PROVINCETOWN — Harbor Hill was built as a time-share complex, to host people enjoying a week or two of vacation. After sitting vacant for years, then being bought by Provincetown’s Year-Round Market-Rate Rental Housing Trust, Harbor Hill now has a very different rhythm to it.
Its 28 apartments are occupied by 44 adults, 10 children, 6 dogs, and 4 cats. There are families and restaurant workers, business owners and town employees. Some people who live there say it feels like the first home they’ve ever had that was really theirs.
The Independent talked to several residents of Harbor Hill about the building, the rents, and their experience there. Selections from those conversations follow.
Emily Sgarlat, launch captain, Flyer’s Boat Rental:
“This is the fifth place I’ve lived in six summers. Almost every year I’ve had to find a new place. Even when they work out, you still feel like you’re in someone else’s living room, tiptoeing around their things.
“This is one of the first places I’ve lived where we could really make it ours, furnish it from the beginning. The rent is more than I’ve ever had to pay, but I do feel like it’s worth it. One of the huge things, each unit has its own washer and dryer. To not have to spend your day off at the laundromat is major.
“The view is great, the location is wonderful. It was really easy to make it feel homey and comfortable here. I feel like it’s our own little community — we trade spices and cups of sugar. And it’s just a relief to know we can live year-round at the same price.”
Chris Kosiavelon, restaurant worker and drag queen, performing as Bang:
“It’s nice because it’s more secure. You don’t have to find new housing every six months. I also feel like we got really lucky with this apartment — it’s big and spacious and beautiful. It’s a three-bedroom with vaulted ceilings, and there’s two decks and four bathrooms!
“I will say, the walls, you can’t hear anything from the apartment next door, they’re solid. The floors though — the people above and below each other can kind of hear everything. It’s been an issue for several different people in this building. When it was time shares, maybe insulation just wasn’t a priority. When you’re here long-term, it’s definitely something you notice.”
Glenn Koss, bartender, Ross’ Grill and Boatslip Beach Club:
“Before I moved here, I lived in the same summer place and winter place for three years, moving back and forth. Then I had a year-round cottage, but it was really small. I like how much space I have here. I also really like that the town owns it, and it’s not something that someone can suddenly sell, and turn into weekly rentals. You know how people like to flip homes.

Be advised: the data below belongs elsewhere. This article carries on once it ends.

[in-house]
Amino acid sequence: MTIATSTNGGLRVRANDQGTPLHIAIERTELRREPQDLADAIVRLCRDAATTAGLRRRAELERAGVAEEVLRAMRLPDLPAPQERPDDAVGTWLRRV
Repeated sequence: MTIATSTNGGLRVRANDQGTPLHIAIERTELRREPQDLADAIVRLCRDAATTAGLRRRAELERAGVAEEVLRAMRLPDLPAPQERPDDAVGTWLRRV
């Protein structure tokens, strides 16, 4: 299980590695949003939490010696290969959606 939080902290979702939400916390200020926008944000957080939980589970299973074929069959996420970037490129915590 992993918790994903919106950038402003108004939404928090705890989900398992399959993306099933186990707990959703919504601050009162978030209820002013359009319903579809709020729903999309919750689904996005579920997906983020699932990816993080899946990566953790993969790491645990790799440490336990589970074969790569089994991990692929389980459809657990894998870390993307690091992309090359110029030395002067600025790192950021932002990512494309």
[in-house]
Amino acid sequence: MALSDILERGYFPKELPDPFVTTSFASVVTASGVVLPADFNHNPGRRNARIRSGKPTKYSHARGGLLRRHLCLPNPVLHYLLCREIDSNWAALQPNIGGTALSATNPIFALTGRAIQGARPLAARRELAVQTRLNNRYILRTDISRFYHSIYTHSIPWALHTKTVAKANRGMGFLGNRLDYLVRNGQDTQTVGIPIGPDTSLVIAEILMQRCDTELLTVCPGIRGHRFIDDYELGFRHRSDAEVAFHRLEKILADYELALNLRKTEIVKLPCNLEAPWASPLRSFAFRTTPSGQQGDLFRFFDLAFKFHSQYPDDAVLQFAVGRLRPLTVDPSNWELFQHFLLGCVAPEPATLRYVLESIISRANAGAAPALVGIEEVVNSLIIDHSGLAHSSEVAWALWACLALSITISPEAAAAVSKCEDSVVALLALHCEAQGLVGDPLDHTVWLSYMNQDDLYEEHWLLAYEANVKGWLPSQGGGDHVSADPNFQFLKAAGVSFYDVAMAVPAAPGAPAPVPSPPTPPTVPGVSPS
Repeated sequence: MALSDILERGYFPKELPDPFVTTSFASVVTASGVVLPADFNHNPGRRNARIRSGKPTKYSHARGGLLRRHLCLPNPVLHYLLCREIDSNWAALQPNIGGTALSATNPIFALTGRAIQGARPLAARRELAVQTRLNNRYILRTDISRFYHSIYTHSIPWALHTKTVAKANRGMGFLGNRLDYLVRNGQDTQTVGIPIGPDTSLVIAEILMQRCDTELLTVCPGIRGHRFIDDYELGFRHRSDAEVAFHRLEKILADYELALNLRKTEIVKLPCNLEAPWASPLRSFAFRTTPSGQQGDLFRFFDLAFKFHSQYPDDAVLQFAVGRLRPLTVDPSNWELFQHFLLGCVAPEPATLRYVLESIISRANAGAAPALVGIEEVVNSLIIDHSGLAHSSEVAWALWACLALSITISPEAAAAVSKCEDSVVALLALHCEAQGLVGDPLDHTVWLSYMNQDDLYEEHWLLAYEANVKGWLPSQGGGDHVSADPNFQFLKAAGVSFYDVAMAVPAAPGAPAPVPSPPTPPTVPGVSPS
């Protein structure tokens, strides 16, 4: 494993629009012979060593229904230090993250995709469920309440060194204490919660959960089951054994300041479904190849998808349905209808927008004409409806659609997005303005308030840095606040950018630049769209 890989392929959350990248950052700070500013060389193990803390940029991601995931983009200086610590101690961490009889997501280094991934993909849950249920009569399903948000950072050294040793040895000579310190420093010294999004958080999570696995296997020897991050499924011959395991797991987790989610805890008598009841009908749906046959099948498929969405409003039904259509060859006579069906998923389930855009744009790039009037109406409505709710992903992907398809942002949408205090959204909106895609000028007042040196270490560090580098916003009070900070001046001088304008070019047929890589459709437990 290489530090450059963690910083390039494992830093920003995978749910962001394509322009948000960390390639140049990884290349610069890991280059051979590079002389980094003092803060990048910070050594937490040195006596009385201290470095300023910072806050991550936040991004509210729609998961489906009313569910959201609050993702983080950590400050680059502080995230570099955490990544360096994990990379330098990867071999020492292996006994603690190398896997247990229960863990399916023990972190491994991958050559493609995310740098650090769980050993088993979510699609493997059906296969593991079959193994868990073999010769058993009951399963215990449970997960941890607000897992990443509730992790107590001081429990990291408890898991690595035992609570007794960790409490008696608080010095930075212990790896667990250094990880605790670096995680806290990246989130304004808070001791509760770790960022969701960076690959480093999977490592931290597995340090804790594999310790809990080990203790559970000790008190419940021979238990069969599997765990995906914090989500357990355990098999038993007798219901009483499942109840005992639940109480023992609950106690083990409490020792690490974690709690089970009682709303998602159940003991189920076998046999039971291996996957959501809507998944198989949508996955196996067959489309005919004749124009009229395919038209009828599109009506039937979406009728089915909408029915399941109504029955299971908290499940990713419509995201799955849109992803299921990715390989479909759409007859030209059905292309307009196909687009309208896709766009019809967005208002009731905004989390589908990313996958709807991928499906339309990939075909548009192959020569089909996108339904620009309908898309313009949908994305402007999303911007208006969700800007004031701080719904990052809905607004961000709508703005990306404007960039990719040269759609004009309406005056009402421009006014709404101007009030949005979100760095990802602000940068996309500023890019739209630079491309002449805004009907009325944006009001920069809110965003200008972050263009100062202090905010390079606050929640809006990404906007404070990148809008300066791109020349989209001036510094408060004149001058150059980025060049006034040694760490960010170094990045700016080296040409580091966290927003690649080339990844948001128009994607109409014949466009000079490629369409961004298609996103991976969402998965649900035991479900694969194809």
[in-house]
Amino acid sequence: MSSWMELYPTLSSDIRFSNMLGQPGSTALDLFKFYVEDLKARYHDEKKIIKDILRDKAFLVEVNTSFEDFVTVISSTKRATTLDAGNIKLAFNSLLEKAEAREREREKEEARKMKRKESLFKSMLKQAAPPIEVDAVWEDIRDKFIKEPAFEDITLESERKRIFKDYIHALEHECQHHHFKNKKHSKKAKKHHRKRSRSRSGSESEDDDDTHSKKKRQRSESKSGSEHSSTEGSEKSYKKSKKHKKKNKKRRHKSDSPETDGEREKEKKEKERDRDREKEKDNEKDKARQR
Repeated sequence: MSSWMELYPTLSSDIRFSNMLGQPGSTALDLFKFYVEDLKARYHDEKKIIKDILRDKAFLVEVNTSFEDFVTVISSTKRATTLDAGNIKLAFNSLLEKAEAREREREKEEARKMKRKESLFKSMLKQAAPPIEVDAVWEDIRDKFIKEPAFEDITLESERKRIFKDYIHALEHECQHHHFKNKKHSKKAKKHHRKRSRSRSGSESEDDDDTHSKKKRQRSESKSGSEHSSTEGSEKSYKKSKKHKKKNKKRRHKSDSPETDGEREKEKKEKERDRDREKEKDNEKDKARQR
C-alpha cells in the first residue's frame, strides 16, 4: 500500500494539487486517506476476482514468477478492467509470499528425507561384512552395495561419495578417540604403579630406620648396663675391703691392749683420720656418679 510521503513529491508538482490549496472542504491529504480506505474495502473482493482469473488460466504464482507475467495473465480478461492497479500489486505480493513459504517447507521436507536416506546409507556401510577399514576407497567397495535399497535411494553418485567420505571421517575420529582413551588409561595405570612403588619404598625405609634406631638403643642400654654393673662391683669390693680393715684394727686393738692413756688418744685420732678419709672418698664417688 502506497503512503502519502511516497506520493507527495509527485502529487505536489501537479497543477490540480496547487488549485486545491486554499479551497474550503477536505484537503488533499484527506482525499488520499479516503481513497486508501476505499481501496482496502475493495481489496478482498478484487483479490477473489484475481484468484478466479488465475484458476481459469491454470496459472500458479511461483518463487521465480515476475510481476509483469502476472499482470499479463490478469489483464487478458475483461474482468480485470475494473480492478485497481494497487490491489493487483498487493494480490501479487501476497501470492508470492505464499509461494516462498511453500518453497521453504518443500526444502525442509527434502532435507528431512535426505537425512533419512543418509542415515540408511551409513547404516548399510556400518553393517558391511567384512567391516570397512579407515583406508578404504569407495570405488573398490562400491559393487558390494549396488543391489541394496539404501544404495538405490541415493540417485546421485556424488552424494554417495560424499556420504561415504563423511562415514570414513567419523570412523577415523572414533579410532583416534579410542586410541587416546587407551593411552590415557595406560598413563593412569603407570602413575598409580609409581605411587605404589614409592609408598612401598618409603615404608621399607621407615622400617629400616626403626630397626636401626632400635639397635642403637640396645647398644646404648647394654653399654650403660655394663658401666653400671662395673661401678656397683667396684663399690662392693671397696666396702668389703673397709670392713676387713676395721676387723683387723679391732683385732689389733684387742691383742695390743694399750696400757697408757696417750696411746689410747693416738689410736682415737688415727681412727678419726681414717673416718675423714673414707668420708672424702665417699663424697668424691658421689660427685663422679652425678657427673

“There’s a lot of variation — some of the apartments have pretty new kitchens, and some really don’t. I picked mine because it has a big washer and dryer, and new cabinets that look nice. There’s new carpet and windows in mine too, but they don’t all have that.
“There’s definitely noise between units. I don’t know if it’s more up and down or side to side, but we can hear each others’ music whenever it’s playing.
“I feel really safe here. For four years, all my life was in a storage unit in Pennsylvania. Everything is here now, and it feels really good. This place is big, it’s clean, and it’s mine.”
Trevor Pittinger, co-owner, Provincetown Brewing Company:
“Even though I’d only been here a year, I really went through the spin cycle, so to speak, of housing. Three of us paid $24,000, up front, for my first summer housing, which was really a glorified bunkhouse. It was a three-bedroom, but it was a bunkhouse, and it wasn’t winterized, so it was really chilly when I first got there.
“There’s a huge common deck here that hasn’t really been used yet because of Covid. A couple of grills, and picnic tables. Some folks have started planting vegetables. I believe when the pandemic settles down, this will start to feel like a real neighborhood.
“To me, it has this Fire Island Pines kind of charm. I feel like I’m on the boardwalk in the Pines when I walk these stairs.
“It’s still expensive. It’s $2,000 for a two bedroom, and electric on top of that. I’m paying the same amount as I did in New York City. But, for what I have in terms of space, and the view … just to have agency over your own space is a privilege in Provincetown.
“I would say it’s the first place I’ve lived since I left home for college, that actually feels like my home. I really feel that way. Nothing’s perfect, but I love this place.”